BJP ministers battle over police postings while beef theatrics polarise Jammu and Kashmir

Rifts became evident within the Jammu and Kashmir government on Monday, when Chief Minister Mufti Mohammed Sayeed left a cabinet meeting in obvious displeasure.

hidden October 20, 2015 10:45:21 IST
BJP ministers battle over police postings while beef theatrics polarise Jammu and Kashmir

By David Devadas

Rifts became evident within the Jammu and Kashmir government on Monday, when Chief Minister Mufti Mohammed Sayeed left a cabinet meeting in obvious displeasure. Ironically, the rift was not over the beef ban controversy which has hogged headlines over the past month. Apparently, it was not even a rift between the major coalition partners, the People’s Democratic Party (PDP) and the Bharatiya Janata Party (BJP).

The issue was far more banal: Some BJP ministers could not agree over some of the proposed police transfers, and argued forcefully during the meeting. The cabinet did order some transfers, but the orders were changed thrice. Obviously, some BJP ministers’ main concern is to exercise power in areas they consider their turf. The state’s police force is extraordinarily powerful, and politicians use and misuse the force to exercise power — often extra-legal power.

BJP ministers battle over police postings while beef theatrics polarise Jammu and Kashmir

Jammu and Kashmir CM Mufti Mohammed Sayeed. AP

While party satraps tighten their control over the levers of power, they are insidiously polarising the state on communal lines. To-eat-or-not-to-eat-beef grandstanding is the populist scrap they have thrown to gullible voters.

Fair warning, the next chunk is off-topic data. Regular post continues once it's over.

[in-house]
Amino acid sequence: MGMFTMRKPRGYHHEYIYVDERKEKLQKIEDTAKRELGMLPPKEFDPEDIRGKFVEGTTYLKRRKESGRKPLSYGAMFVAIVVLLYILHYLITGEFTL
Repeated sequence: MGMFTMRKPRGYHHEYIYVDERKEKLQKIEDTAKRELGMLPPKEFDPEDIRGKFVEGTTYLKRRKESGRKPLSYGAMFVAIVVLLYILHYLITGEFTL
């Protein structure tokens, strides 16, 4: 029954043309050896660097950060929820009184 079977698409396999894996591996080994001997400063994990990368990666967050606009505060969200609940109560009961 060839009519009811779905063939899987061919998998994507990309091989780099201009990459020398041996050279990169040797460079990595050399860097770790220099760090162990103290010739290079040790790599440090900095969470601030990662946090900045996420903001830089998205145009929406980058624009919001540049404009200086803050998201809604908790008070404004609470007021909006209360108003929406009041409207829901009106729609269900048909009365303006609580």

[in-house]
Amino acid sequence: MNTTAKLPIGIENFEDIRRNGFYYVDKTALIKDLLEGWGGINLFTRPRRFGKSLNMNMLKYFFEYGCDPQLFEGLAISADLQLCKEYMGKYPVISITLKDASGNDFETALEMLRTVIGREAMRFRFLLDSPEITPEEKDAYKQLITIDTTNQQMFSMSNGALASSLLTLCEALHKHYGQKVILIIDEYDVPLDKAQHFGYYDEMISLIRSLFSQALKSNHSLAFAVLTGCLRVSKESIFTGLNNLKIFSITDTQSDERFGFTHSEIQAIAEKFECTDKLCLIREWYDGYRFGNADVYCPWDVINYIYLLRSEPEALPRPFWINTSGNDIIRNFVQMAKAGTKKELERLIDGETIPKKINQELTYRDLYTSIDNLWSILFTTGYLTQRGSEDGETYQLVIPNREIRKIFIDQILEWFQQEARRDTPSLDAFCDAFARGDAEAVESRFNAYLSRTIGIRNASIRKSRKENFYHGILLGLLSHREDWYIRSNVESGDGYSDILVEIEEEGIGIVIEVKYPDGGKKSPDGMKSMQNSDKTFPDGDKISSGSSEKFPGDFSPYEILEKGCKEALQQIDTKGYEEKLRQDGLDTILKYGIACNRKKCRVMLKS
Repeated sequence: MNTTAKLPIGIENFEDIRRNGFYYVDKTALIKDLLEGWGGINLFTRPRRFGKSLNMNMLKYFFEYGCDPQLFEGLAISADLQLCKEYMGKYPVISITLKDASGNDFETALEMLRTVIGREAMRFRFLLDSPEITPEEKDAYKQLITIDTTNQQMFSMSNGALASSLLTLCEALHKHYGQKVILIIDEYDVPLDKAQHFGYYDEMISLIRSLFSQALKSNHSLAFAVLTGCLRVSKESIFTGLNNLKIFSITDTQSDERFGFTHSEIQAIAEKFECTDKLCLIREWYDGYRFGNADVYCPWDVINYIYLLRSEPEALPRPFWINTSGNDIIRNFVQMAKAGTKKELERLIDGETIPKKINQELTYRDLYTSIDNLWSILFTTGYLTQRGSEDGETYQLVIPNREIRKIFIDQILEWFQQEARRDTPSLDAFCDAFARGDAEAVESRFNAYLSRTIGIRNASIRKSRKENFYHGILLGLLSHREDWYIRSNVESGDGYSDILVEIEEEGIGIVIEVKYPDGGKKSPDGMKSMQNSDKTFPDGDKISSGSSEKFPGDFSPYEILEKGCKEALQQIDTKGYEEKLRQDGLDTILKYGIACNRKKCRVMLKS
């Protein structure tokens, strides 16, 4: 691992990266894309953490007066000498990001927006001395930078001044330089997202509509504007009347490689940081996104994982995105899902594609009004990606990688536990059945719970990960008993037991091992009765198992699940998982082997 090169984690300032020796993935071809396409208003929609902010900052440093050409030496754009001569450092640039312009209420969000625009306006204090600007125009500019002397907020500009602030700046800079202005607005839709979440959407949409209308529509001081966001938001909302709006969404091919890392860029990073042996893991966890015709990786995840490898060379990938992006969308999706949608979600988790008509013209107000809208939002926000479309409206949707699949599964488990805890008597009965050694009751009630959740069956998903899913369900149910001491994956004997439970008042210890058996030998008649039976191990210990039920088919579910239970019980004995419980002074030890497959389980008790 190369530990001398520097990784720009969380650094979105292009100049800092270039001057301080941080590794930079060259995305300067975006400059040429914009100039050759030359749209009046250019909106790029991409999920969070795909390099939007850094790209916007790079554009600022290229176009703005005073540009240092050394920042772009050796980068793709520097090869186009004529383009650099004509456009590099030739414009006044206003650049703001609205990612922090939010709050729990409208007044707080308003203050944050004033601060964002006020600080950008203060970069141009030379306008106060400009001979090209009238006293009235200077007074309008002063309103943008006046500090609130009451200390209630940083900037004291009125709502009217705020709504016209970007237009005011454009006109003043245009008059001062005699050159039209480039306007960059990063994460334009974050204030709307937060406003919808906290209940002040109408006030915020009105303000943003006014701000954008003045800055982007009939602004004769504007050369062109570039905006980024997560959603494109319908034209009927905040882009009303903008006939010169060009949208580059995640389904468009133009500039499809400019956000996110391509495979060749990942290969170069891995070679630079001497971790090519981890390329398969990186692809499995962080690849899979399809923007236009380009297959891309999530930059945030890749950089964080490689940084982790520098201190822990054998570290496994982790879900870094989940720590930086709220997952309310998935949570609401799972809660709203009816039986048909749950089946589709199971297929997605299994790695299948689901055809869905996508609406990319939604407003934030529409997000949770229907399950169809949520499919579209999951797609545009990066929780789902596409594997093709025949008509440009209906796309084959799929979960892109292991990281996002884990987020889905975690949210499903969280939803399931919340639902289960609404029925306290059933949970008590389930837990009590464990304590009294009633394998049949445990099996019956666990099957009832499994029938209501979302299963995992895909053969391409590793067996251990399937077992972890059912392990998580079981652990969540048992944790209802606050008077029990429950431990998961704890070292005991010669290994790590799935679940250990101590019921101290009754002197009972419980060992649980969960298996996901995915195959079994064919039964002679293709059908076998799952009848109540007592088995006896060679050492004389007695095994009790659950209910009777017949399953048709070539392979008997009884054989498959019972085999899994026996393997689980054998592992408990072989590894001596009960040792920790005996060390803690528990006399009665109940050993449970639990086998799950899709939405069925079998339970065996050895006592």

On that sordid front too, there was no dearth of high drama on Monday. Troublemakers purporting to represent Hindus splashed dark ink on Independent MLA Rashid Ahmed at the Press Club of India — copying what Shiv Sena protestors had done last week in Mumbai to Sudheendra Kulkarni, who was once advisor to Prime Minister Atal Bihari Vajpayee.

Not long after the ink attack, Rashid’s supporters demonstrated at Srinagar’s press enclave. They carried professionally painted banners, which they had apparently obtained during a city shutdown. The target of the banners: 'Modi’s form of democracy' and 'Modi’s Taliban'.

Anger was already intense in Kashmir over the death of 19-year old Zahid Rasool Bhat, who succumbed to burns on Sunday at Delhi’s Safdarjung Hospital. He had suffered those burns when Hindu cow protection activists hurled a petrol bomb at a truck in which he was sleeping on the Srinagar-Jammu highway. That attack was a Hindutva response to a 'beef party' the same Rashid had hosted in Srinagar.

While Zahid’s body was buried on Monday morning, angry young Kashmiris pelted stones in inner city areas, in Zahid’s village Botengo and (uncharacteristically) at Narbal, a Shia stronghold. The government closed the highway, Kashmir’s lifeline. The long-awaited first convocation of the nine-year old Islamic University of Science and Technology, scheduled for Tuesday, was also postponed. Some students had apparently planned to demonstrate, and had written to the Registrar protesting against accepting degrees from Union Human Resources Development Minister Smriti Irani. The chief minister is the Chancellor.